If someone is studying something for a longer period, concentrated, focused: is he rather a "persistent learner" (which yields more hits at google) or a "persevering learner" (which seem to be used more often in bible references and on religious websites)?

According to @Thursagen's answer, persevering would be the positive notion.


4 Answers 4


I'd say a diligent, or hardworking student.

EDIT: I'm a US American, and learner is a funny word --- I can't tell you offhand what the rule is, but it appears in sentences like "He's a slow learner". When I Google for "learner", Google responds with "a fast learner", which is ok too. So in my opinion, learner/student is one of those word pairs where they're each used in slightly different situations.

Similar to how in the US, student driver is far more common, and in the UK, it's learner driver.

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    Thanks @Chappo I'll check that out. Yeah, I'm answering the bigger implied question and what I think the OP needs to know: "If someone is studying something for a longer period..." And I'd hate to give advice about learner when that's not even idiomatic in the first place, yet we all give the impression that it is.
    – Johnny
    Dec 31, 2018 at 23:38
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    How is learner not "idiomatic". If I'm learning to drive a car, I'm called a learner. If I have some difficulties I must overcome (say, a disability) but I diligently persist and persevere, why is it not appropriate for my driving instructor to describe me as a persistent [or persevering] learner to differentiate me from those who don't persist (i.e. who give up)? Jan 1, 2019 at 0:09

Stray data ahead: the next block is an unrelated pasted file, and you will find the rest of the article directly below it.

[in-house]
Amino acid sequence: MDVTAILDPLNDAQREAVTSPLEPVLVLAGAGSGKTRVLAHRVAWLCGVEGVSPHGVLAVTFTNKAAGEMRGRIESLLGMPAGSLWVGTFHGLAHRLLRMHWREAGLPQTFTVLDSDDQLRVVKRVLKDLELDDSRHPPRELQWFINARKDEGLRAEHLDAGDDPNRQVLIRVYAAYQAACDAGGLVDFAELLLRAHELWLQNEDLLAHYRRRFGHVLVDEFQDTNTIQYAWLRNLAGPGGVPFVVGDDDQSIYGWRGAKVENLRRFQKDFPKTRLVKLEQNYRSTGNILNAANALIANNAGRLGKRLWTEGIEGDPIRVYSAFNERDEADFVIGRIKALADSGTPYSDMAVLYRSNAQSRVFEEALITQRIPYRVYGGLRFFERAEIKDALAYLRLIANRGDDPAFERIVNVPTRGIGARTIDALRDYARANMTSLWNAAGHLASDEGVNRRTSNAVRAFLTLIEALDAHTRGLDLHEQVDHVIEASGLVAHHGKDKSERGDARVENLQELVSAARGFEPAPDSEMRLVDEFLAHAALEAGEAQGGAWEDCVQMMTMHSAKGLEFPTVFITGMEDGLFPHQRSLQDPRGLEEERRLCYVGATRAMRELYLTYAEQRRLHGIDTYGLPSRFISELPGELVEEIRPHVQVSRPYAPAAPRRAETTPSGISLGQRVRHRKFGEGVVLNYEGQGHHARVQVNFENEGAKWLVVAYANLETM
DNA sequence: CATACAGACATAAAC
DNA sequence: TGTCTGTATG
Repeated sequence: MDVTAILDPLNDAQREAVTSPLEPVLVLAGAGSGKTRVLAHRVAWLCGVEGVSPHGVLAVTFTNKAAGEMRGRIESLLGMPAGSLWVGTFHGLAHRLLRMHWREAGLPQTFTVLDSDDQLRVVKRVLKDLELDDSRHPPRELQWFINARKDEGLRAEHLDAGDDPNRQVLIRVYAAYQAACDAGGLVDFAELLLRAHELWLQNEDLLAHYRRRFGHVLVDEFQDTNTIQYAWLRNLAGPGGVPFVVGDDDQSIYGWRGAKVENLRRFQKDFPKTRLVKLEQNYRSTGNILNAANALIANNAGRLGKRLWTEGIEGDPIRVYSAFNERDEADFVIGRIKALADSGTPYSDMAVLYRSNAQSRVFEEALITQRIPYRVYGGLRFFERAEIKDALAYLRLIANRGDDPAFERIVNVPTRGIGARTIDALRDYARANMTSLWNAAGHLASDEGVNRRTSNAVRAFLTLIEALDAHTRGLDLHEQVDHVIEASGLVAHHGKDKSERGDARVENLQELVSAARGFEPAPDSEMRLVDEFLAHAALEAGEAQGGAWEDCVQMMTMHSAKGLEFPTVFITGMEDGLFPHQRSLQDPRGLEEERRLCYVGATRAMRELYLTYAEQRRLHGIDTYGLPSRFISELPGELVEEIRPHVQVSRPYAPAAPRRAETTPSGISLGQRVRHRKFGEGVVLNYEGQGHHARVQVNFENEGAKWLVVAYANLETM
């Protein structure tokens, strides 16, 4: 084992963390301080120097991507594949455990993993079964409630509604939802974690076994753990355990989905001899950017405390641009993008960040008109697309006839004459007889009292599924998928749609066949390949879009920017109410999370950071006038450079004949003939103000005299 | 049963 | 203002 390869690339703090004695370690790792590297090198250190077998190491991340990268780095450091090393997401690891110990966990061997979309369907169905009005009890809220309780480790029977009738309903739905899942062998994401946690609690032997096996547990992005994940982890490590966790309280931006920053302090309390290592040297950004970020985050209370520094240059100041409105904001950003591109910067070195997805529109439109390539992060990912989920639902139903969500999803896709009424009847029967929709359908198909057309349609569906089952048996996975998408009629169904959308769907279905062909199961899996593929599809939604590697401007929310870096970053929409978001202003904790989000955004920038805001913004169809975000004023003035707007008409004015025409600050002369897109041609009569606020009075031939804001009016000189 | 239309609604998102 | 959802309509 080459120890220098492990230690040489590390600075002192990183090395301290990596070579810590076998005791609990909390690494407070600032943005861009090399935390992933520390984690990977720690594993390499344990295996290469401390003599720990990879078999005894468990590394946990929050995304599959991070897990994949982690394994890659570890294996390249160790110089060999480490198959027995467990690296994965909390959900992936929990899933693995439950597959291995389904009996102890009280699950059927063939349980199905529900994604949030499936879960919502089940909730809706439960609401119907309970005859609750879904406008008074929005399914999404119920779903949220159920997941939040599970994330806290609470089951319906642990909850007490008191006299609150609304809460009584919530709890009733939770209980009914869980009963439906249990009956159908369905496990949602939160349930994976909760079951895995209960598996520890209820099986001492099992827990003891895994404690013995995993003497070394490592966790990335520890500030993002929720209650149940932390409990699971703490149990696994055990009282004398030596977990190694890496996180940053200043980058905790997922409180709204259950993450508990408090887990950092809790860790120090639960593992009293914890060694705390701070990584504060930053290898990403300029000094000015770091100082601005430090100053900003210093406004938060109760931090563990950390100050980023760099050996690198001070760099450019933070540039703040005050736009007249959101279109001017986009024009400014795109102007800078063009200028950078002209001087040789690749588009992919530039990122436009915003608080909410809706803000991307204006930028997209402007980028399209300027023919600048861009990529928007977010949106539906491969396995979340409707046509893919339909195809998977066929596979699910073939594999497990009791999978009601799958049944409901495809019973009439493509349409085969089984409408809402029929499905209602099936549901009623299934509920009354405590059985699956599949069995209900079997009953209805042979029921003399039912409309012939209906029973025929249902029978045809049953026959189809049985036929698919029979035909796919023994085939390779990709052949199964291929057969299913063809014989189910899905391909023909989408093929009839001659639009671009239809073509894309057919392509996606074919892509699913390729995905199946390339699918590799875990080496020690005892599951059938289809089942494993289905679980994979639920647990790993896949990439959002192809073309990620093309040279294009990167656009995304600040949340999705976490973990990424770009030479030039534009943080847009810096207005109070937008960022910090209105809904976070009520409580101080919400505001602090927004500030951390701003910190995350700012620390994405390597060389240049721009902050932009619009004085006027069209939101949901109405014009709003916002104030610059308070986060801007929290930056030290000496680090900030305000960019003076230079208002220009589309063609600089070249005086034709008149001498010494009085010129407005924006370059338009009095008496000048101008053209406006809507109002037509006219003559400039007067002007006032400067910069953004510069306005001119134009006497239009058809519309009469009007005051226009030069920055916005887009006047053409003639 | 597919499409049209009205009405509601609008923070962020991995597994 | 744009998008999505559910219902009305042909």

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    @Chappo: I agree with Johnny.   According to Google, "student" is about 20 times more common than "learner".   In the US, the standard term for somebody who is learning to drive a car is "student driver". Jan 1, 2019 at 1:08
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    @Scott Interesting regional variation. In my country (BritE) “student driver” is non-idiomatic, and might be assumed to mean they have a part time job as a driver while they study at uni. Jan 1, 2019 at 6:09
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    Here in Canada, most lay people would use "student" but "learner" was in common use, among educators and educational theorists a while back. It's a useful distinction. A student may be no more than someone occupying a chair in a classroom, while a learner is, by definition learning.
    – Al Maki
    Jan 1, 2019 at 19:41

Between the two options presented, "persistent learner" sounds more natural to me but has some slight connotations that make it less than ideal. In particular, persistence and perseverance when applied to people typically mean "continuing despite adversity". In other words, rather than generally being "somebody who works hard at studying" a persistent learner is specifically "somebody who has a hard time studying but does so anyway", or "somebody who spends a lot of time studying because they need more time to learn the same amount".

If you want to describe someone who studies a lot or works hard at it, the best adjective would be "studious". "Studious learner" is a bit redundant though, if you're combining with a noun like "learner" that already implies that studying is being done then the adjective "diligent" is better, with the best phrase I can think of being "diligent student" assuming that the person is in fact a student.